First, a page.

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Mr. McCartney is the only one of the four musicians who is still alive. His spokesman, Stuart Bell, said the former Beatle is too busy on his world tour to comb his memory for his thoughts about a telegram sent more than four decades ago. 

In his autobiography, Davis said he and Hendrix occasionally jammed together at his apartment in New York City and tried to get into the studio to record but were hampered by financial matters and by their busy schedules. Mr. Murray and others maintain that Davis wanted $50,000 up front to attend the session.

The Juilliard-trained trumpeter Davis described Hendrix, who learned his chops backing up the Isley Brothers and others, as a self-taught “natural musician” who could not read music but was able to pick up complicated pieces in the blink of an eye.

Davis says in the book that he and arranger Gil Evans were in Europe planning to record with Hendrix at the time of his death in London.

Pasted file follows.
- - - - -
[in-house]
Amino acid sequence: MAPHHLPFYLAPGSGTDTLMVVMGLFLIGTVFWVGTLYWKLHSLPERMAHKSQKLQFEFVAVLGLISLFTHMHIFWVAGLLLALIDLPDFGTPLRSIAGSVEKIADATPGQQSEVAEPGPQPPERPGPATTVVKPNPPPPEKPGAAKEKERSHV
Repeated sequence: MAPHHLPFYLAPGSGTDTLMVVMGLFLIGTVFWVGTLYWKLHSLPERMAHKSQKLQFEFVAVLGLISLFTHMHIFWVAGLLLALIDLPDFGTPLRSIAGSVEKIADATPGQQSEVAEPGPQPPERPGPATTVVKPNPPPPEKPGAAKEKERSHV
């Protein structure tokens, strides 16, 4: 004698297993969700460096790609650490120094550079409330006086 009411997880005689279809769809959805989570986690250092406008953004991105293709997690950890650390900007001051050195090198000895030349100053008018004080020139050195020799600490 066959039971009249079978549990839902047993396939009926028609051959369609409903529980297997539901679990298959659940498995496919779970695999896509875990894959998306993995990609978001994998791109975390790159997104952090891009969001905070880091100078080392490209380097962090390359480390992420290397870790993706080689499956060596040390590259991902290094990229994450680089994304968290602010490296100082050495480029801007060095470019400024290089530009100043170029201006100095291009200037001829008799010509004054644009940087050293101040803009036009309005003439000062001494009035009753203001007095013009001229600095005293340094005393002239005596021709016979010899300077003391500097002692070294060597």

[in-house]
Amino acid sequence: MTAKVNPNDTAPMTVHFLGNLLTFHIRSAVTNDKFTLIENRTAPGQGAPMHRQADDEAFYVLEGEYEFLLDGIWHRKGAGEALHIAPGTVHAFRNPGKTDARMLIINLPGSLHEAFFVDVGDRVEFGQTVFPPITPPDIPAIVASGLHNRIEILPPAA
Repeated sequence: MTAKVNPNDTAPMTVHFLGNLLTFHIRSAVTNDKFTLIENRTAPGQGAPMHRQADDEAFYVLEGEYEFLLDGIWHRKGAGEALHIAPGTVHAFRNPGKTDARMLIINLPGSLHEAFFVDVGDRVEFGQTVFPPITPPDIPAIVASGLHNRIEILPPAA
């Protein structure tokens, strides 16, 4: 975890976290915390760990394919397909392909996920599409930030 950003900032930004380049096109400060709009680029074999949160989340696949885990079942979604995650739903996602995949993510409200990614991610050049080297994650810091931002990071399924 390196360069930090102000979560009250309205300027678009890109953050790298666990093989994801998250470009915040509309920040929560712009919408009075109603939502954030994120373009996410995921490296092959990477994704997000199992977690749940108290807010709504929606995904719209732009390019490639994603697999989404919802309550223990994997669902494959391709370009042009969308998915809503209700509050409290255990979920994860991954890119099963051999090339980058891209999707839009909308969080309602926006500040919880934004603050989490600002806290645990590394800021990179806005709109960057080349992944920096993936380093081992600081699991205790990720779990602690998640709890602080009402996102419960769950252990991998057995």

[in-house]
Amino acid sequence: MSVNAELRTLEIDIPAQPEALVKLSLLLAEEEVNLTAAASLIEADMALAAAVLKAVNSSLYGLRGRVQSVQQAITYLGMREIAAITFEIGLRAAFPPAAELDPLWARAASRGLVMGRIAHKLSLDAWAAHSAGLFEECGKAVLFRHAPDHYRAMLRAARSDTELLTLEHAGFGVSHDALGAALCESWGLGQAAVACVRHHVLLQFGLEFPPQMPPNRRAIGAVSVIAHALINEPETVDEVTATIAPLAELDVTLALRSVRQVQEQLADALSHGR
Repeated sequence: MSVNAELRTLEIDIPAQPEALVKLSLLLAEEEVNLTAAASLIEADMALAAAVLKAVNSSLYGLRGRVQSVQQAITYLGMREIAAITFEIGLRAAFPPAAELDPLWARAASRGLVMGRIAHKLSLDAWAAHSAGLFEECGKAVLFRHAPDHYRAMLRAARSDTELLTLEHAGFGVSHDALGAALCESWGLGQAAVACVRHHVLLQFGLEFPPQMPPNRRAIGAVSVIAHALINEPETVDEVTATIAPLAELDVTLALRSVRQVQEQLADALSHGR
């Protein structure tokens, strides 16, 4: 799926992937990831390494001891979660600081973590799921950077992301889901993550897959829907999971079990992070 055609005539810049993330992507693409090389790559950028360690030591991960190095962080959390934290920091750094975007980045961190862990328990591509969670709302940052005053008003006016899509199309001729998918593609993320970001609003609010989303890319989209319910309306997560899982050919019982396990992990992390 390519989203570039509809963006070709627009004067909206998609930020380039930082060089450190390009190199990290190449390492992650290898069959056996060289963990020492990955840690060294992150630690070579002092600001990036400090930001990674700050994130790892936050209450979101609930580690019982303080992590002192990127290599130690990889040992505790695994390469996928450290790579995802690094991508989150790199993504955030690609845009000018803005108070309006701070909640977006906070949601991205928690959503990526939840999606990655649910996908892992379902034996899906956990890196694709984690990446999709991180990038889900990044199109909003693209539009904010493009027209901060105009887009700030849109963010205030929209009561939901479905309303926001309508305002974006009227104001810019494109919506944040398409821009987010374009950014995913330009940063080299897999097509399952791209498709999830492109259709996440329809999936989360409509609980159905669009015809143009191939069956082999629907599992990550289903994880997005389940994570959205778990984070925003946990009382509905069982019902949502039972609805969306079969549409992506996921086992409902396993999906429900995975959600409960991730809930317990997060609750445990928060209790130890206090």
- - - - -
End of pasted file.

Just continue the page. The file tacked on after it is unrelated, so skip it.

“What I didn’t understand is why nobody told him not to mix alcohol and sleeping pills,” Davis wrote.

Hendrix’s death dashed their plans to record together, with or without Mr. McCartney. Eddie Kramer, the engineer who produced most of Hendrix’s music, said there will always be speculation about what might have been.

“I think it would have been phenomenal,” Mr. Kramer said. “Lord knows where it may have gone; those huge egos in the studio at the same time! I would have loved to have done that one. But it was not to be.”